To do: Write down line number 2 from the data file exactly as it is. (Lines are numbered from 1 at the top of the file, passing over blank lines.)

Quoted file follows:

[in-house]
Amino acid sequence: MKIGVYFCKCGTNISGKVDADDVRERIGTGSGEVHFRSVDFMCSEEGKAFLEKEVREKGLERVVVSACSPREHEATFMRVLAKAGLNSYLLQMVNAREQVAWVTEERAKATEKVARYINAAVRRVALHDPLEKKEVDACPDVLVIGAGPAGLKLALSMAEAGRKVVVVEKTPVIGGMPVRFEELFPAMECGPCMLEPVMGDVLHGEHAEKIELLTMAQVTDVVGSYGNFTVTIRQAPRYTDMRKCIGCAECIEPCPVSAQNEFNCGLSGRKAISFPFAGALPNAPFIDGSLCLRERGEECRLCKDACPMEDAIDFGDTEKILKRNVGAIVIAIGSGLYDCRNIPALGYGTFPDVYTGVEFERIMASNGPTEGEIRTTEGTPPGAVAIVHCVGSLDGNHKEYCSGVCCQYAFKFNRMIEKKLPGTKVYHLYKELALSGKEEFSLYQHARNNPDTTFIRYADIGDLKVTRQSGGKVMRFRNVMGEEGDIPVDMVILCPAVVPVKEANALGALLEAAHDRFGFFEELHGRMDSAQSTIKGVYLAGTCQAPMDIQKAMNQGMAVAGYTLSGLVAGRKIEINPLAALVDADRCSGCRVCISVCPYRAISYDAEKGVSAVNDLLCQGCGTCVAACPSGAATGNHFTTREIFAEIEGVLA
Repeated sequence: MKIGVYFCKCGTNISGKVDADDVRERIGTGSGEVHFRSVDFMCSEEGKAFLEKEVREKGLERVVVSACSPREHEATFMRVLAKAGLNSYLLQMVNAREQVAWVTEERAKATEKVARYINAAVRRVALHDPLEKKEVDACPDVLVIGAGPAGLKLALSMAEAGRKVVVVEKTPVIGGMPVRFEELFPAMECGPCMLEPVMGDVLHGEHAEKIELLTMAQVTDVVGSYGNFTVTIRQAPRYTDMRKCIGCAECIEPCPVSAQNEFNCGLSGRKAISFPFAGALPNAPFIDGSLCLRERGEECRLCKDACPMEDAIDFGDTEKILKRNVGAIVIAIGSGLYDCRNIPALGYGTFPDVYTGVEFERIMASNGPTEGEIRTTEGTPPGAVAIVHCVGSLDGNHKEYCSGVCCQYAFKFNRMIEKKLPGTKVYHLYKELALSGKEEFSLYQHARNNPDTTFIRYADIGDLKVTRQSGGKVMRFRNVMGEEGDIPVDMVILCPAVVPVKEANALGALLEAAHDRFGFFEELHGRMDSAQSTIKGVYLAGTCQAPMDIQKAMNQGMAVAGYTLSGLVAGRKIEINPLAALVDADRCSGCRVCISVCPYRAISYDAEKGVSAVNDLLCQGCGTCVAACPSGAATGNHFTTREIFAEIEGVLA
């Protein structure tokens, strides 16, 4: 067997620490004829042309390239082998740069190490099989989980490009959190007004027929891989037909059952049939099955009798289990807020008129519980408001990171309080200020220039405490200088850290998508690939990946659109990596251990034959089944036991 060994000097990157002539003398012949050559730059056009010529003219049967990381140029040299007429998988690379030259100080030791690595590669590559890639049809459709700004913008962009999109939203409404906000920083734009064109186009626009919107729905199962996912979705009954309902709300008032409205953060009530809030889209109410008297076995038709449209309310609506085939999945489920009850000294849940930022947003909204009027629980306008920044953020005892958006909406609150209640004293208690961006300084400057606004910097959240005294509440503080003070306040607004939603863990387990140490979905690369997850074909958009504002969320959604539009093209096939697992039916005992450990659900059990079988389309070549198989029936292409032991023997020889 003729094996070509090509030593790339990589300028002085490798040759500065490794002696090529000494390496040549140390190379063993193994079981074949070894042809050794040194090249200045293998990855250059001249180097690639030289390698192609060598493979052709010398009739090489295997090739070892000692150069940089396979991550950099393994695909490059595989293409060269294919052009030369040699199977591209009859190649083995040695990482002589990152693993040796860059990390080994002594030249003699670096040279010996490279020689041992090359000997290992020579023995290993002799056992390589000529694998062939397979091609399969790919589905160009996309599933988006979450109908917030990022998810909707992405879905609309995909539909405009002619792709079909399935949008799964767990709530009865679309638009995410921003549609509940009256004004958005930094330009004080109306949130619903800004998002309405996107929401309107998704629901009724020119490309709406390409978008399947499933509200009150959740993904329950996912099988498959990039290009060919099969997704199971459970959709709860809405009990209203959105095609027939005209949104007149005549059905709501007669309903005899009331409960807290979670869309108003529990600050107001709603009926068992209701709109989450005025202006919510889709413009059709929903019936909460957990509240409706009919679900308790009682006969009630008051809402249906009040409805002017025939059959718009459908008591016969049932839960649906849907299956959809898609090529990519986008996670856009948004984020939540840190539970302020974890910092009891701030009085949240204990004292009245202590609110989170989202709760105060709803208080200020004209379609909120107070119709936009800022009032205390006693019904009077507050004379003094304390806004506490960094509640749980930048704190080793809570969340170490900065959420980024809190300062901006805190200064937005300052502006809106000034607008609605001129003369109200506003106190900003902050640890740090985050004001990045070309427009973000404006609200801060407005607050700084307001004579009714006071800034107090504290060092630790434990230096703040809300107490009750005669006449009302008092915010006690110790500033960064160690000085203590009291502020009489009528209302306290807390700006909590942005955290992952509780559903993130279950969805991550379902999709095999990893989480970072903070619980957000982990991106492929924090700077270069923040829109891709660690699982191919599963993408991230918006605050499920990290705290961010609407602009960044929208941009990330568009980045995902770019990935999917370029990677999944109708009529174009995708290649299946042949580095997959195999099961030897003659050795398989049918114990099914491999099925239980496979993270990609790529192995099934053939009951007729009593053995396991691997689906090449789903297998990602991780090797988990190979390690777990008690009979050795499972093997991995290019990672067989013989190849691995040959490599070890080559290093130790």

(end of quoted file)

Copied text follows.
Amino acid sequence: MKIGVYFCKCGTNISGKVDADDVRERIGTGSGEVHFRSVDFMCSEEGKAFLEKEVREKGLERVVVSACSPREHEATFMRVLAKAGLNSYLLQMVNAREQVAWVTEERAKATEKVARYINAAVRRVALHDPLEKKEVDACPDVLVIGAGPAGLKLALSMAEAGRKVVVVEKTPVIGGMPVRFEELFPAMECGPCMLEPVMGDVLHGEHAEKIELLTMAQVTDVVGSYGNFTVTIRQAPRYTDMRKCIGCAECIEPCPVSAQNEFNCGLSGRKAISFPFAGALPNAPFIDGSLCLRERGEECRLCKDACPMEDAIDFGDTEKILKRNVGAIVIAIGSGLYDCRNIPALGYGTFPDVYTGVEFERIMASNGPTEGEIRTTEGTPPGAVAIVHCVGSLDGNHKEYCSGVCCQYAFKFNRMIEKKLPGTKVYHLYKELALSGKEEFSLYQHARNNPDTTFIRYADIGDLKVTRQSGGKVMRFRNVMGEEGDIPVDMVILCPAVVPVKEANALGALLEAAHDRFGFFEELHGRMDSAQSTIKGVYLAGTCQAPMDIQKAMNQGMAVAGYTLSGLVAGRKIEINPLAALVDADRCSGCRVCISVCPYRAISYDAEKGVSAVNDLLCQGCGTCVAACPSGAATGNHFTTREIFAEIEGVLA